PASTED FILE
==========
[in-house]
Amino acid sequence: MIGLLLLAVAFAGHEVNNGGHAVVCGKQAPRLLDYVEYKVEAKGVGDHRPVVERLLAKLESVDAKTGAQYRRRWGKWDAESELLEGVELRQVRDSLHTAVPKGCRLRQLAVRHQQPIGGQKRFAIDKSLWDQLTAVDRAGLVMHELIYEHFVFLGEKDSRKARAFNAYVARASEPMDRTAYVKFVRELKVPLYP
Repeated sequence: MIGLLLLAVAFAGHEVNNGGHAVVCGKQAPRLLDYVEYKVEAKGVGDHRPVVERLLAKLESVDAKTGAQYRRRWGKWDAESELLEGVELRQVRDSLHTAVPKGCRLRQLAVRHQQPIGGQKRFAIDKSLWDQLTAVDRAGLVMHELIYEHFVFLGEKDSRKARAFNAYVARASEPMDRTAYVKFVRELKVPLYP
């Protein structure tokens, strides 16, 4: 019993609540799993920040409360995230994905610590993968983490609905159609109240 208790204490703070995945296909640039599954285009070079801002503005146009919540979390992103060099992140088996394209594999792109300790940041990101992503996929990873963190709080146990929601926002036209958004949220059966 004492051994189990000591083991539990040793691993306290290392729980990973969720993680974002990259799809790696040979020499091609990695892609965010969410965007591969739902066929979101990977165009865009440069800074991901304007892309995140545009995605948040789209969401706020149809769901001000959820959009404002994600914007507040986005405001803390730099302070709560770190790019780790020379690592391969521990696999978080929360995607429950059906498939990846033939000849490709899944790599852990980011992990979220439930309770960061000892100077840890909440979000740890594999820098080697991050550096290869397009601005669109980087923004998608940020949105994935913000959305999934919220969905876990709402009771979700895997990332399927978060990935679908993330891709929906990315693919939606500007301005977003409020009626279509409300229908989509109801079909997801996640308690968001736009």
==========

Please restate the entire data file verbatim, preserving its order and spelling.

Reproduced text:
[in-house]
Amino acid sequence: MIGLLLLAVAFAGHEVNNGGHAVVCGKQAPRLLDYVEYKVEAKGVGDHRPVVERLLAKLESVDAKTGAQYRRRWGKWDAESELLEGVELRQVRDSLHTAVPKGCRLRQLAVRHQQPIGGQKRFAIDKSLWDQLTAVDRAGLVMHELIYEHFVFLGEKDSRKARAFNAYVARASEPMDRTAYVKFVRELKVPLYP
Repeated sequence: MIGLLLLAVAFAGHEVNNGGHAVVCGKQAPRLLDYVEYKVEAKGVGDHRPVVERLLAKLESVDAKTGAQYRRRWGKWDAESELLEGVELRQVRDSLHTAVPKGCRLRQLAVRHQQPIGGQKRFAIDKSLWDQLTAVDRAGLVMHELIYEHFVFLGEKDSRKARAFNAYVARASEPMDRTAYVKFVRELKVPLYP
């Protein structure tokens, strides 16, 4: 019993609540799993920040409360995230994905610590993968983490609905159609109240 208790204490703070995945296909640039599954285009070079801002503005146009919540979390992103060099992140088996394209594999792109300790940041990101992503996929990873963190709080146990929601926002036209958004949220059966 004492051994189990000591083991539990040793691993306290290392729980990973969720993680974002990259799809790696040979020499091609990695892609965010969410965007591969739902066929979101990977165009865009440069800074991901304007892309995140545009995605948040789209969401706020149809769901001000959820959009404002994600914007507040986005405001803390730099302070709560770190790019780790020379690592391969521990696999978080929360995607429950059906498939990846033939000849490709899944790599852990980011992990979220439930309770960061000892100077840890909440979000740890594999820098080697991050550096290869397009601005669109980087923004998608940020949105994935913000959305999934919220969905876990709402009771979700895997990332399927978060990935679908993330891709929906990315693919939606500007301005977003409020009626279509409300229908989509109801079909997801996640308690968001736009």